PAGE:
Queen and Bowie, Aerosmith and Run-D.M.C, Ben and Jerry’s. When collaboration works, great things can happen. Collaboration and partnership have been a major theme of the first quarter at ukactive. The most memorable reference was during Tanni Grey-Thompson’s address to the Local Government Authority (LGA) Conference in February, where the ukactive chair called for a “new alliance” between the physical activity sector and local authorities. The message was powerful and loaded with evidence. She cited the social value of community leisure (£3.3bn a year) and the concept of bringing together a raft of community services – from GPs, police and social care – alongside gyms and leisure centres, all under one roof to form wellness hubs. She argued for the strengthening of partnerships with local bodies to tap into the huge potential of the sector.

Just weeks earlier, in a very different forum, we witnessed another great example of the power of our network. The boutique fitness event Sweat 2018 returned following its debut last year, with an agenda specifically focused on drawing on the breadth of our networks to forge new partnerships. This industry prides itself on staying ahead of the curve, attracting the brightest minds to identify consumer trends and solutions. From Emma Barry’s exploration of entertainment versus fitness, to the seminar on boutique locations and another on the data opportunities for 2018, the event represented a melting pot of ideas. It became a microcosm of the industry, an opportunity to forge partnerships spanning the worlds of tech, finance, construction and fitness.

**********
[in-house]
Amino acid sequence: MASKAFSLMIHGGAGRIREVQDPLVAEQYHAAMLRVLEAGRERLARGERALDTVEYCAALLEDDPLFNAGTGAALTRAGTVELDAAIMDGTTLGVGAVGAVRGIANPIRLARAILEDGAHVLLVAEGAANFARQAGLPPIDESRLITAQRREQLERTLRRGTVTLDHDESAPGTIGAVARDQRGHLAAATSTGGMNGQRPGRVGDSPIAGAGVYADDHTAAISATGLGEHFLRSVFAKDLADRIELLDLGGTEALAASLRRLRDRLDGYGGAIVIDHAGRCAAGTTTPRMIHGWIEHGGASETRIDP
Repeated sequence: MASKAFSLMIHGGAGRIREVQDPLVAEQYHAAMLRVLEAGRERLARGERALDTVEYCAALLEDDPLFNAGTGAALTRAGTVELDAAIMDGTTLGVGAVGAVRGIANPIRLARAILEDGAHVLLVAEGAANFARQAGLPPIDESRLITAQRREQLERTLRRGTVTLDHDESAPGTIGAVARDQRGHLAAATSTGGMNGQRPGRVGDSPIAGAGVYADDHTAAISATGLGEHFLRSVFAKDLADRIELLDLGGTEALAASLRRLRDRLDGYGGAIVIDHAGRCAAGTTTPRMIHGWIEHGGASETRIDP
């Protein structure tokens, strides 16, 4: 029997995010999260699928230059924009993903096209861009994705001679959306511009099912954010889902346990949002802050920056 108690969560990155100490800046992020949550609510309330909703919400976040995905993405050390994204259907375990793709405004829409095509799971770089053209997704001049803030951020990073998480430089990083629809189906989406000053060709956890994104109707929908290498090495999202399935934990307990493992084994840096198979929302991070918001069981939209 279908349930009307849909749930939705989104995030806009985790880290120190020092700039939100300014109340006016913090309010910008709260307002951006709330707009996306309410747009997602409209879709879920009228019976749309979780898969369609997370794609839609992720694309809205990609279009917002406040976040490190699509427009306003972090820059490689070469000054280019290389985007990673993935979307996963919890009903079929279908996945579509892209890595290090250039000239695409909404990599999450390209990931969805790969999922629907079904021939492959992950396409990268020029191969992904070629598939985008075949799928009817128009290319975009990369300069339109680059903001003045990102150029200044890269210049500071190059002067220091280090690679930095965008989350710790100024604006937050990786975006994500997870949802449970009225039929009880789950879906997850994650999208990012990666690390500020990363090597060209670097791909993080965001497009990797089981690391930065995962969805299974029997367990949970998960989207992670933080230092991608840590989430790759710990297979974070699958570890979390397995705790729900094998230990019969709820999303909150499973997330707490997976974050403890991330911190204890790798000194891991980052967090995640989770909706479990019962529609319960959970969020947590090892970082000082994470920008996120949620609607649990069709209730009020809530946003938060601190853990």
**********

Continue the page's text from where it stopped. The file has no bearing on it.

The list goes on. Tech start-up accelerator ActiveLab, the ukactive Kids consultation – ukactive itself demonstrates a plethora of projects which seek to expand existing partnerships and foster fresh collaborations. So, what makes a successful partnership? Obvious answers might include a balance of time and commitment from both sides, a strong understanding of each other’s strengths – and weaknesses – and the perseverance to overcome obstacles and reach our goals.

Less obvious, and perhaps trickier, is not only understanding expectations but reviewing these regularly. As successful partnerships grow and develop, new opportunities emerge, expectations change and the measures of success may shift. This presents a series of questions for the sector. To take the local authority example from the LGA Conference, is it time to rethink the relationship between local services and physical activity? As the purse strings tighten, what does a sustainable partnership look like in 2018… in 2030?

Under pressure? Those who have the foresight to adapt and the honesty to review hold the key. Those who collaborate will find the answers sooner.

Head of Communications